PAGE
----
- Hatch year: 2020
- Weight: 11 lbs
- Recovered in Lutsen, Minnesota
- Unreleasable due to behavior
- Fully flighted
In the summer of 2020, a young bald eagle was found approaching people and trying to engage with them on Minnesota's North Shore. These interactions were understandably scary for those unfamiliar with bald eagle behavior, and the media covered it as an eagle "attack." Police were called to the scene, and the eagle ended up riding on top of the police vehicle for over a mile!
This dramatic story concluded with the safe capture of the eagle, a first year female, which was then brought to The Raptor Center. Physically the bird was fine, albeit malnourished. Behaviorally, however, something wasn't right. She didn't interact with others of her species and continued looking to humans for food. Somehow her development was disrupted and she didn't know how to "be an eagle." We suspect that humans found her out of the nest and fed her. While well-intentioned, young eagles bond with their parents through feeding. If a chick is not hungry and calling to the parents, they won't know to come and feed it, severing that important bond and the learning process.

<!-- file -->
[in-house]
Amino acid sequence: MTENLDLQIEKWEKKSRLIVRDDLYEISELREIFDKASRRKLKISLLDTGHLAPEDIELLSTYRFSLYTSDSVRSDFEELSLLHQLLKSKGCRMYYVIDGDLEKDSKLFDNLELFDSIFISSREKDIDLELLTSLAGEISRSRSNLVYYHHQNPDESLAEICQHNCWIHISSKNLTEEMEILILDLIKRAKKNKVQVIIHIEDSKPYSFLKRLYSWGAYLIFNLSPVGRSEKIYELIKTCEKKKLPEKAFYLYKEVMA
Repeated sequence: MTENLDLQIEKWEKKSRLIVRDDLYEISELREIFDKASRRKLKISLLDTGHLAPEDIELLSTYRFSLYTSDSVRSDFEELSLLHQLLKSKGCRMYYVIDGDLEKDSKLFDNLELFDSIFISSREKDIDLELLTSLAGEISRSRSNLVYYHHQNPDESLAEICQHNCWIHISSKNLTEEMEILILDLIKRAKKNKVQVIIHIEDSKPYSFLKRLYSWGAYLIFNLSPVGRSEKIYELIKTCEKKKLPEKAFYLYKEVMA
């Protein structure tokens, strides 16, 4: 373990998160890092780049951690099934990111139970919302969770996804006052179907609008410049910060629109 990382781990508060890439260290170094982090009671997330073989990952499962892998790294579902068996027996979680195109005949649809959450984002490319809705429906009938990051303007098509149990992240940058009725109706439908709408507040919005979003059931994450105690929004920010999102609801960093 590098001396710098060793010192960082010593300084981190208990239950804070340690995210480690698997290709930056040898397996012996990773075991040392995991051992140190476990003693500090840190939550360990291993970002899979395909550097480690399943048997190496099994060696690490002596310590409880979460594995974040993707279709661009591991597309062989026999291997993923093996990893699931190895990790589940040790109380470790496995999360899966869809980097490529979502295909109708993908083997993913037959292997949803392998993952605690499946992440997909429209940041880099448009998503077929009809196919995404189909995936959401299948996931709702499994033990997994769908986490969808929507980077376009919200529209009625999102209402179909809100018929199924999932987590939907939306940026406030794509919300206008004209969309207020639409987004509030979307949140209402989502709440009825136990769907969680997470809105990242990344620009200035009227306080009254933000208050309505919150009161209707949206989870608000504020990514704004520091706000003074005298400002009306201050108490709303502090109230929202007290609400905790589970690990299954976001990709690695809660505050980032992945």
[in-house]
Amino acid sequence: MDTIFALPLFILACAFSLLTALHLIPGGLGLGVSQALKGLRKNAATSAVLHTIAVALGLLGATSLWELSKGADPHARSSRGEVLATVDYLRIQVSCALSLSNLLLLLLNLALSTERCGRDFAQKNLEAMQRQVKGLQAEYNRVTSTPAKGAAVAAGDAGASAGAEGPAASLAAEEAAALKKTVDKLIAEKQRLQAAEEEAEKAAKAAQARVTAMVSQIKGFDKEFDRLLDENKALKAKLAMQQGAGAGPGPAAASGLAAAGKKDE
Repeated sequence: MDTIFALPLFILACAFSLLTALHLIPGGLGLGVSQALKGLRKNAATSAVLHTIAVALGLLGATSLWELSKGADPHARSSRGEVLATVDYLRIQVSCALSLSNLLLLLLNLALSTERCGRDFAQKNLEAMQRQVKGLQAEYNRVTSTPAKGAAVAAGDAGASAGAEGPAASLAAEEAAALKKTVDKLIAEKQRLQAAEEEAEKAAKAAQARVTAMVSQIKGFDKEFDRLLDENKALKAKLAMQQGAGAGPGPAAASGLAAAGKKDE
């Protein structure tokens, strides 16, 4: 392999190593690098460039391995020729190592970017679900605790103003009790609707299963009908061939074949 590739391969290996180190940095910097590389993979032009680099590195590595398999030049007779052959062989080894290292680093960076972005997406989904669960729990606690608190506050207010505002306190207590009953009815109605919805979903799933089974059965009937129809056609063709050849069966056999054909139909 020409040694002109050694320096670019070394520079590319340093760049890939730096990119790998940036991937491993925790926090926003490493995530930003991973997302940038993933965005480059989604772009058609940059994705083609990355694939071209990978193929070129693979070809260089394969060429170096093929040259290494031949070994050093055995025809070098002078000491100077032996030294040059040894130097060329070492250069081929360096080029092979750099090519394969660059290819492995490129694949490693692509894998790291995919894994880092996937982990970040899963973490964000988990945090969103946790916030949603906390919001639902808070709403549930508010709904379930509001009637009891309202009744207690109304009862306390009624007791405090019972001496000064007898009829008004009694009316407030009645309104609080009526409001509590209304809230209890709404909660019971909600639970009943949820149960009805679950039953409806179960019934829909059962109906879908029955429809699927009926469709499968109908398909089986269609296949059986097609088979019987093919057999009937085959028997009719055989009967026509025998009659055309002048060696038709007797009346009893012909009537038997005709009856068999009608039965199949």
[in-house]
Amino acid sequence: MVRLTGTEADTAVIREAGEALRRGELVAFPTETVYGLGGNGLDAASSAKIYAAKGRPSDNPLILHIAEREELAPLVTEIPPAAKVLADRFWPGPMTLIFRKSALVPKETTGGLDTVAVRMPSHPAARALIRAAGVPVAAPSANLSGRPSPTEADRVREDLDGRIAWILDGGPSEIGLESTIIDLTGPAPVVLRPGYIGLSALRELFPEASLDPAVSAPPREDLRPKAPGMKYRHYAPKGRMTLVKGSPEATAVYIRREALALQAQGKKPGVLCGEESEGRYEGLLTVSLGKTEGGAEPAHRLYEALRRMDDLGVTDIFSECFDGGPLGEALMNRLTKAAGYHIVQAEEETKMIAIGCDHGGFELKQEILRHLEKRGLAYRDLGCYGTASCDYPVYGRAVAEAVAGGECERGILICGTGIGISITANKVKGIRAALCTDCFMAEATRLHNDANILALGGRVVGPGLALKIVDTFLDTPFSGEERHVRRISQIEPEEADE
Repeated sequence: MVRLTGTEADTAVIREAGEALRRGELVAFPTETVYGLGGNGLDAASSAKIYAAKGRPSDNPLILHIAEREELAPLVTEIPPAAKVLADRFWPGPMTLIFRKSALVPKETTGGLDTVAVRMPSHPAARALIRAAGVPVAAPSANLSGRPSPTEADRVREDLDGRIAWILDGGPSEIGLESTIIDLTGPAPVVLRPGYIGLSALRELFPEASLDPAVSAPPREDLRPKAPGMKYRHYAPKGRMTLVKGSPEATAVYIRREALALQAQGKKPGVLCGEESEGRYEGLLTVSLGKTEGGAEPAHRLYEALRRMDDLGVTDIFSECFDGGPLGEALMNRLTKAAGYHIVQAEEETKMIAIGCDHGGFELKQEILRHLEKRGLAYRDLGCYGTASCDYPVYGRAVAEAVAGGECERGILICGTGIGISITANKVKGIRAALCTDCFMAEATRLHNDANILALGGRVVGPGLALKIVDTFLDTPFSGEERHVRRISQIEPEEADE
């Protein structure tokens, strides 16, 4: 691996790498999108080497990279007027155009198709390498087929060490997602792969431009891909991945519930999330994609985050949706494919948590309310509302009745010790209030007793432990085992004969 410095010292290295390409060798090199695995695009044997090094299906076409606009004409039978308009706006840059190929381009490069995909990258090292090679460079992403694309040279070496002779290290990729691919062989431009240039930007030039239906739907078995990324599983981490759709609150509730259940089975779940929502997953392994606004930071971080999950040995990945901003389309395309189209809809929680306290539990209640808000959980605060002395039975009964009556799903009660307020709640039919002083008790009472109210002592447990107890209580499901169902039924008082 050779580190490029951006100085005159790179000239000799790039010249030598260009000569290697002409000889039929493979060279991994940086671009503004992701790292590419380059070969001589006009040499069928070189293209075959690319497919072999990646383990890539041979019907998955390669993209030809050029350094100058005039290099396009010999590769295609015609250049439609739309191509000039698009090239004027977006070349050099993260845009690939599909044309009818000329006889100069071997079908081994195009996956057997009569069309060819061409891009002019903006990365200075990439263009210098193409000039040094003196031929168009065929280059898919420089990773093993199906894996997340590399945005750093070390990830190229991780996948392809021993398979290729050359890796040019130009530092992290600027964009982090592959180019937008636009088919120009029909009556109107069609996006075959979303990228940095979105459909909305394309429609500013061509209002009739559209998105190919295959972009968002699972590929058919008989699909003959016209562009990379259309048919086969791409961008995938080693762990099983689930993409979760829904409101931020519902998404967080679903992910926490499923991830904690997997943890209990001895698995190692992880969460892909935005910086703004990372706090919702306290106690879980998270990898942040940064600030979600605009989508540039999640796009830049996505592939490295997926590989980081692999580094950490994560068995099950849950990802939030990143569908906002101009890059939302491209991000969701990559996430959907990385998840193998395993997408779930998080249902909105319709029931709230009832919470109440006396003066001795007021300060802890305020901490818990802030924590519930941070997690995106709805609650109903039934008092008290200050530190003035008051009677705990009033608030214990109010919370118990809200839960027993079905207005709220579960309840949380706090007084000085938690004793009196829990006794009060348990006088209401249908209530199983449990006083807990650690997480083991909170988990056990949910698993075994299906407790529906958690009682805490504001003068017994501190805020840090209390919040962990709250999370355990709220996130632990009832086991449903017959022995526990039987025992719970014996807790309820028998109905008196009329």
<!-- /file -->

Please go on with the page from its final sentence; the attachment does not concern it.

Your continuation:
Thankfully, this bird had the right temperament, confidence, and curiosity to become an education ambassador and get a second chance at life. Named "Lutsen" because of where she was found, she joined The Raptor Center team as an education ambassador.
Now Lutsen helps us educate others about her species, and serves as an example of how human interference in the lives of wild animals can have unintended consequences.